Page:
UK Markets open in 6 hrs 12 mins

Campaign launched to tackle online coronavirus scammers

·3-min read
Blondhaired woman using smart device in garden, face is lit by the tablet screen.
The National Cyber Security Centre (NCSC) has set up a service which enables people to report suspicious emails to the UK government. (Getty)

The UK’s cyber security agency has launched a new campaign to help tackle online fraudsters and scammers using the coronavirus pandemic to con their victims.

The National Cyber Security Centre (NCSC) has set up a service which enables people to report suspicious emails to the UK government.

Developed alongside the City of London police, the Suspicious Email Reporting Service will allow people to forward emails they believe to be scams to the centre for analysis and further action.

The NCSC has warned that criminals are increasingly looking to take advantage of the coronavirus pandemic as a way to scam people.

The NCSC said the new campaign builds on its existing takedown services, which have removed over 2,000 scams related to coronavirus in the last month, including over 450 fake online shops selling fraudulent COVID-19 related items and other scams.

A recent survey by TSB found that 42% of people believe they have been targeted by a bogus email since the outbreak of the coronavirus.

Read more: Ebay and Amazon urged to clamp down on coronavirus profiteering

Jeremy Fleming, director of Government Communications Headquarters (GCHQ) which oversees the NCSC, wrote in the Daily Mail that the current “crisis is changing the world very fast… the scale of activity among opportunistic cybercriminals seeking to profit from the virus should concern us all.”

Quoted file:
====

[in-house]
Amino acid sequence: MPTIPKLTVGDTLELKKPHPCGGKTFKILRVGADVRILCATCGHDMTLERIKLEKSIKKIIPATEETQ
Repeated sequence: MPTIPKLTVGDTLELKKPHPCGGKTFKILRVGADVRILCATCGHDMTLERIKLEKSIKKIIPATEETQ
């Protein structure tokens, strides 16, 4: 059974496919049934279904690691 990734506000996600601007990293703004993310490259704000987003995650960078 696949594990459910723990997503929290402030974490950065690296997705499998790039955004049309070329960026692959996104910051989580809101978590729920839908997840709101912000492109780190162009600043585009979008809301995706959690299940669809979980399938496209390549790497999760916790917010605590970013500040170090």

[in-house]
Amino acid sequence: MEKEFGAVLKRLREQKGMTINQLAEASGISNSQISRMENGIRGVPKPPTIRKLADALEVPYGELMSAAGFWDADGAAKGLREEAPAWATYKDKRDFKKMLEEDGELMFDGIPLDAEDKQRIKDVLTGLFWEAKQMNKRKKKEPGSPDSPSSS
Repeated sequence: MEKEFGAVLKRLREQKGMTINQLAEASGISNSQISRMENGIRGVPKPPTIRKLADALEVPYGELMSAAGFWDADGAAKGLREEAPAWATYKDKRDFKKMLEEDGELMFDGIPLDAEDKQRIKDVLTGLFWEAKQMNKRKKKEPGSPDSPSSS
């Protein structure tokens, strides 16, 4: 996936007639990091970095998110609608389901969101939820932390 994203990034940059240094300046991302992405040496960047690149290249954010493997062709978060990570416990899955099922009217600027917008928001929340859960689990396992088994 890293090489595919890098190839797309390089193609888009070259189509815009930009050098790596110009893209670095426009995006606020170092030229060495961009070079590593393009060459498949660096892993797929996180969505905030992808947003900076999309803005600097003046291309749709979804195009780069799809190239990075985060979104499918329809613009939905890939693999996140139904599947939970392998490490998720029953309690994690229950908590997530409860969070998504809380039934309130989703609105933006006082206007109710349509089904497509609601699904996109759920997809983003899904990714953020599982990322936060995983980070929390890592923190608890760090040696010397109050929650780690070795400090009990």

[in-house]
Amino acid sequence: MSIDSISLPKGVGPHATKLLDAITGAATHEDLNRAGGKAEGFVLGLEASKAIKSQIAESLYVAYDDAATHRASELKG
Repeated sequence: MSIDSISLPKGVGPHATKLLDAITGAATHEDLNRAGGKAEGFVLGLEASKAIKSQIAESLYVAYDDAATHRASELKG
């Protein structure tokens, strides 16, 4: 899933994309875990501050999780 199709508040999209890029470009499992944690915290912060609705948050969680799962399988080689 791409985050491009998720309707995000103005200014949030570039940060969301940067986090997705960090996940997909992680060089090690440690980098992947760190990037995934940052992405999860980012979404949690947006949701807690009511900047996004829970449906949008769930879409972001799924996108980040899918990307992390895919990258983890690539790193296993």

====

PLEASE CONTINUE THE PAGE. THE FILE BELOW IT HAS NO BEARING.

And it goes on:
The centre has also launched a Cyber Aware campaign offering online safety advice to UK internet users, including tips on how to protect passwords, accounts and devices, and guidance on the secure use of video conferencing services.

Video calling platforms have become increasingly popular as millions of people are now using apps such as Zoom to work from home and keep in touch with friends and family as the governments around the world ordered people to stay at home and practice social distancing to combat the spread of coronavirus.

Zoom has come under scrutiny concerning data security and privacy measures, including reports of a vulnerability which allowed a cyber-attacker to remove attendees from meetings, spoof messages from users, and video calls being hijacked by strangers.

Zoom has taken a number of steps to improve its security settings in response to concerns and has stopped all new feature development to focus on security.

NCSC chief executive Ciaran Martin said: ”With greater use of technology, there are different ways attackers can harm all of us. But everyone can help to stop them by following the guidance campaign we have launched today.”

The UK police have issued warning that in some cases scammers are impersonating the government and other organisations online to exploit coronavirus worries.

Read more: Coronavirus: 10 million hand sanitiser bottles heading to landfill

Adam French, consumer rights expert at consumer group Which?, said: “Impersonating legitimate organisations or government officials is a common tactic scammers use to reel in victims, and worryingly the coronavirus outbreak has seen more of these types of scams come out of the woodwork.

“Consumers should be on red alert and extra cautious before clicking on any unsolicited emails, texts or answering calls. Make sure your software and antivirus devices are up to date, and consider reading Which?’s advice on how to spot a fake URL, that might trick you into handing over your login details and passwords.”

Our goal is to create a safe and engaging place for users to connect over interests and passions. In order to improve our community experience, we are temporarily suspending article commenting